The amount of structure, and what kind of structure you follow, is up to you. This is your life and your masterpiece. Paint it how you see fit. If you are a competitive athlete looking for a breakthrough performance, you are going to require a large amount of structure, something I am sure you are well aware of. Regardless of competition level, every athlete should have structure in his or her plan. It will help you achieve your goal in every single step of the way. Find ways to lay your structure where you can visualize it. In 2011 when I first start seriously training for triathlon, was self coached, working 2 jobs, and a full time student; I would write out my training plan on a piece of notebook paper (generally during class but at least I looked busy). I would take the time to write out block by block every week through the full semester of school. I slid that paper under the clear plastic outside of my three ring binders where I saw it every day. I may have upgraded to software that l can see my plan on my phone, but the concept remains the same. Have structure-follow that structure. It will help you with everything, especially consistency, bringing us to #3 on the list.
I've said, you've heard it. I've been told it. Stay. Consistent. This is one of those things where if I could physically or vocally emphasize a point, I would. STAY CONSISTENT. There is absolutely no substitute for being on your game. One of my favorite quotes when I got into this mess of endurance sports was (and remains) "Hard work beats talent when talent fails to work hard" This is absolutely true and probably one of the only times you can catch me quoting a basketball player. I really don't think anything else needs to be said here but STAY CONSISTENT.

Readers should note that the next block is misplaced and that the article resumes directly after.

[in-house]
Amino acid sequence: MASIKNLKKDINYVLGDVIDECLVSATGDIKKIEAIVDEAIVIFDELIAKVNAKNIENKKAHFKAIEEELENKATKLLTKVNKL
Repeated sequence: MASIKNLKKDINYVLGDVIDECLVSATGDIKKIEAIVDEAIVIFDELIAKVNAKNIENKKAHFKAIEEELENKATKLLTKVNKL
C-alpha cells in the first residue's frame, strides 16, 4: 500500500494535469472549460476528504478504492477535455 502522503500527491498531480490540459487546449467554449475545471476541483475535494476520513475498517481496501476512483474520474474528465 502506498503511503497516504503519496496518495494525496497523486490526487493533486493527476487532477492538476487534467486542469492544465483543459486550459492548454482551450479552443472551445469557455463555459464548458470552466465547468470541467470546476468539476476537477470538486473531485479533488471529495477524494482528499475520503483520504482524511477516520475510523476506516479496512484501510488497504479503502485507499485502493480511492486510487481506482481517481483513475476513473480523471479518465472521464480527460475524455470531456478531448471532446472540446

The key to not getting burned out, finding balance. This is in more regards than one. Balancing training takes the form of getting adequate rest and recovery, knowing when to go hard, when to go easy, and when to not go at all. You need to find balance in your training and if you are unsure how to do so I suggest asking someone who can help, or finding yourself a coach who can work with you on a personal level. Apart from training, you also need to find balance in your life. If your training and racing takes over every aspect of your personal life, you are headed for burn out. Make sure to make time for friends, social activities, and some of the other rad things your mortal existence has to offer. If you don't have friends, I can help as long as you aren't particular on how bad of puns your friends are allowed to make (very bad). There are also plenty of social media training groups out there ready to welcome you with open arms.
I told you it was going to end basic. This is my core, so I of course will harp on this until my fingers bleed.. In every season, every activity, there is something to be enjoyed. Let yourself go from time to time and just enjoy the moment. The sunset, the smell of the fresh air, passing that chump who has been beating you for months... whatever. The raw enjoyment of endurance sports is the real reason behind the youthful appearance of older endurance athletes. Don't let anybody try to tell you differently.
No matter what your personal goals are for the new year, I hope you find room to incorporate some of these simple tips to keep you on the right track. Simple? Absolutely, but that doesn't take away from the merit that these elementary components hold.